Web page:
Pleural effusion was present three weeks after her completion of fifth cycle of chemotherapy [13]. Pleural effusion is an accumulation of fluid in the pleural space which is classified as transudate or exudate according to its composition and underlying pathophysiology [14,15]. Pleural effusion in patients with low immune status can be associated with non-malignant processes, such as infection. However, it can also be associated with malignancies, such as sarcoma. Kaposi's, thoracic non-Hodgkin's lymphoma, or primary effusional lymphoma [16]. Malignant pleural effusion diagnosis is made when malignant cells in the pleural fluid was found. It is a pathological process that indicates a failure of defense mechanisms in the pleura and mesothelial function. Malignant pleural effusion is naturally an exudate characterized by high protein and lactate dehydrogenase (LDH) on pleural fluid analysis [17-19].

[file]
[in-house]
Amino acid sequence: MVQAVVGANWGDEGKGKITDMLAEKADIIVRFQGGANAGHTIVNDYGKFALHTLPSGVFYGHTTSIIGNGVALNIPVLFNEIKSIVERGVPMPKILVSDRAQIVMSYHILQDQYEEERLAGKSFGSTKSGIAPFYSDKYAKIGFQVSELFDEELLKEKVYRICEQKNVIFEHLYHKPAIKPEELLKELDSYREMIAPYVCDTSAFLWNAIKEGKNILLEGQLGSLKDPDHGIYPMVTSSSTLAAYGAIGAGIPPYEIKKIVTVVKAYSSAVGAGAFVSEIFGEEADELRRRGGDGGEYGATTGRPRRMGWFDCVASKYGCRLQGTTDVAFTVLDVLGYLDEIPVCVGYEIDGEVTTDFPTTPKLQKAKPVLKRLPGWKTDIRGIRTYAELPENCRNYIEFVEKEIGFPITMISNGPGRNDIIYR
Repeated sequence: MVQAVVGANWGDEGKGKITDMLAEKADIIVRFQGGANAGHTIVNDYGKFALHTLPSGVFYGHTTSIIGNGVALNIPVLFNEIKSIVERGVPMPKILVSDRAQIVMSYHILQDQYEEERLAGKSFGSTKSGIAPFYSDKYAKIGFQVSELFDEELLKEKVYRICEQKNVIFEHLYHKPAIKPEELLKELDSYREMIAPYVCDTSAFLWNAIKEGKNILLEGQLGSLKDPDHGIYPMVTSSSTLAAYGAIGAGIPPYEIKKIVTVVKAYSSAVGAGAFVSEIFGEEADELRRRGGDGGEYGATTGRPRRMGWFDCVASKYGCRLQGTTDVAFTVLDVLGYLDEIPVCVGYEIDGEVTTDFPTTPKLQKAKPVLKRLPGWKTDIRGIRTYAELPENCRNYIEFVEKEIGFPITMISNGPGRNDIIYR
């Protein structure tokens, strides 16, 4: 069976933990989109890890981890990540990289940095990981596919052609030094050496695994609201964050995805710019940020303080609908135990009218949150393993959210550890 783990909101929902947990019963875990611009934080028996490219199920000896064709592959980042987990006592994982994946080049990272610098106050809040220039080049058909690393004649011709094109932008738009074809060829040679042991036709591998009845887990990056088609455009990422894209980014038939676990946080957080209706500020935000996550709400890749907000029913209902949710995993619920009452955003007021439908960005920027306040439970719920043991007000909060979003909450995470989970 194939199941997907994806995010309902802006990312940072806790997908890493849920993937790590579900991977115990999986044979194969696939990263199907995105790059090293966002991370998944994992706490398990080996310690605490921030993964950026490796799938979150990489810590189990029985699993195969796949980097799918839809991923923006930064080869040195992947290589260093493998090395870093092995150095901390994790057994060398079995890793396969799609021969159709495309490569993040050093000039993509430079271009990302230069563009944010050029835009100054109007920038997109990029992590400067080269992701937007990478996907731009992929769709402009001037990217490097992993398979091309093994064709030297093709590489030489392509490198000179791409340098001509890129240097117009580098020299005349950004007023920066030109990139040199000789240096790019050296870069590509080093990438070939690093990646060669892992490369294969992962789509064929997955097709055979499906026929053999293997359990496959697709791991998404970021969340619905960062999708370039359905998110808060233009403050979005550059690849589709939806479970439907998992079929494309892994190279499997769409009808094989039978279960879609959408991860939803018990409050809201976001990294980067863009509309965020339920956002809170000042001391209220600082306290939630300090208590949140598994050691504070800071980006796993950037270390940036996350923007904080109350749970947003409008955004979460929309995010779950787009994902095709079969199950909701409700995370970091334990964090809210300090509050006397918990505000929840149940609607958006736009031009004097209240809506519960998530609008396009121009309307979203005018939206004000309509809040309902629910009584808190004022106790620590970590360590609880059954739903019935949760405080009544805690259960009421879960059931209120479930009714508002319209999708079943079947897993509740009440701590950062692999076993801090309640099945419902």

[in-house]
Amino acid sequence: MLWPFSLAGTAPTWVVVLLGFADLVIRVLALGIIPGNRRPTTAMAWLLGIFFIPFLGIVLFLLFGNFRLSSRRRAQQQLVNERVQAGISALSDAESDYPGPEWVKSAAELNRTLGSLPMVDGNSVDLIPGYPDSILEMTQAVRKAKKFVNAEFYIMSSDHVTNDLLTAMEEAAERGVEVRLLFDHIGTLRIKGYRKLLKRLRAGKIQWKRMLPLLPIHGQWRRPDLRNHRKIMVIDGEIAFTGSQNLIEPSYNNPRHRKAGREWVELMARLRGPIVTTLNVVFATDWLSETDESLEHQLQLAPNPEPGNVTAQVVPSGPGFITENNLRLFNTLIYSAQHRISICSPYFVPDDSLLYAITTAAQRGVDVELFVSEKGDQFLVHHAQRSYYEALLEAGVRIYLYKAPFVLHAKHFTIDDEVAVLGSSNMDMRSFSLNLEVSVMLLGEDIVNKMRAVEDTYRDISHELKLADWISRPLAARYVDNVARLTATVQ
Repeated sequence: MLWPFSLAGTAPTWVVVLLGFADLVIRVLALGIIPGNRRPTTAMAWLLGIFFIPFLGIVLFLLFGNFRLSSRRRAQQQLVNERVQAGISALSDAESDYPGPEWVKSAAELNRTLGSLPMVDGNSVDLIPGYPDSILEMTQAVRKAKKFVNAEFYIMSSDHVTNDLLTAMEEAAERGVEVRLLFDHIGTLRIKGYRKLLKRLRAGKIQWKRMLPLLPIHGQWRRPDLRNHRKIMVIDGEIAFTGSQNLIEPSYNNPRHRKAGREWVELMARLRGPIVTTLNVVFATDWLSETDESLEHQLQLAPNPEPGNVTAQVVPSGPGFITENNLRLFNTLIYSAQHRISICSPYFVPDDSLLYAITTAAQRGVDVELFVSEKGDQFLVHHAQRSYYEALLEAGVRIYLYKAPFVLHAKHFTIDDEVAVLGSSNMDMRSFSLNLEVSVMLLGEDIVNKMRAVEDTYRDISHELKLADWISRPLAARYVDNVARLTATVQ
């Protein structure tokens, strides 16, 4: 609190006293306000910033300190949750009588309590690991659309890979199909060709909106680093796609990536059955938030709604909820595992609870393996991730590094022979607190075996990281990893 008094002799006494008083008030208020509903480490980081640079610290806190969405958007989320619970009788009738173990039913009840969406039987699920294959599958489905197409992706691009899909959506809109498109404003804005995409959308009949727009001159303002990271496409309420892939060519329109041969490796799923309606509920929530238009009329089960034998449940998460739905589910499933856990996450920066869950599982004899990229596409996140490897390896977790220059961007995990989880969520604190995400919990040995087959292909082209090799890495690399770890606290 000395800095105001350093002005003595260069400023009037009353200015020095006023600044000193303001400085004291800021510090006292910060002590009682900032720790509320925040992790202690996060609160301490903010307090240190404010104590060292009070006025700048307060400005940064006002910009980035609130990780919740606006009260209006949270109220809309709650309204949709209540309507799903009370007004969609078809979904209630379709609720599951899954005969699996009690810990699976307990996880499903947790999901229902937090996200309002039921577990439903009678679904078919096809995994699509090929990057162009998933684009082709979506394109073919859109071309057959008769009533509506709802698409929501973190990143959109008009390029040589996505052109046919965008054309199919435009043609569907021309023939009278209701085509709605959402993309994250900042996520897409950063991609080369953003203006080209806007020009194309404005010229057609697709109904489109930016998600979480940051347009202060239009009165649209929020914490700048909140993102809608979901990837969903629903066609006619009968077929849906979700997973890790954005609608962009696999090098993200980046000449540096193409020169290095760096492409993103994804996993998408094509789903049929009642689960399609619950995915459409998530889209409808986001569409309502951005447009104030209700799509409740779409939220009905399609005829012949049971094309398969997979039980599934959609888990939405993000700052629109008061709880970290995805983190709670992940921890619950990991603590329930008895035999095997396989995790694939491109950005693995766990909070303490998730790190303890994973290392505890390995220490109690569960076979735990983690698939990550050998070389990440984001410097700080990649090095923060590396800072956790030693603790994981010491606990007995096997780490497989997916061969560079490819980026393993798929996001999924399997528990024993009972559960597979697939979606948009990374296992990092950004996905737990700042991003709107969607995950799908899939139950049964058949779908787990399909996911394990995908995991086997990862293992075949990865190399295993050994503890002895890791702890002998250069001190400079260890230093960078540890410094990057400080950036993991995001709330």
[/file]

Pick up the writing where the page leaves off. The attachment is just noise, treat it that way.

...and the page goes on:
The patient was discharged with a complete blood count showing leukopenia. The pediatric patient with Burkitt's lymphoma at Dr. Saiful Anwar General Hospital underwent chemotherapy according to Magrath protocol. In the last cycle of chemotherapy, the patient received high-dose methotrexate and leucovorin. Methotrexate is a chemotherapeutic agent that stops DNA anti-metabolites so that it has a risk of myelosuppression, causing neutropenia and megaloblastic anemia. However, this can be managed by administering leucovorin-a folic acid supplementation [20]. In this patient, there may be a marrow suppression after the third day of treatment, but has shown improvement until the 12th day.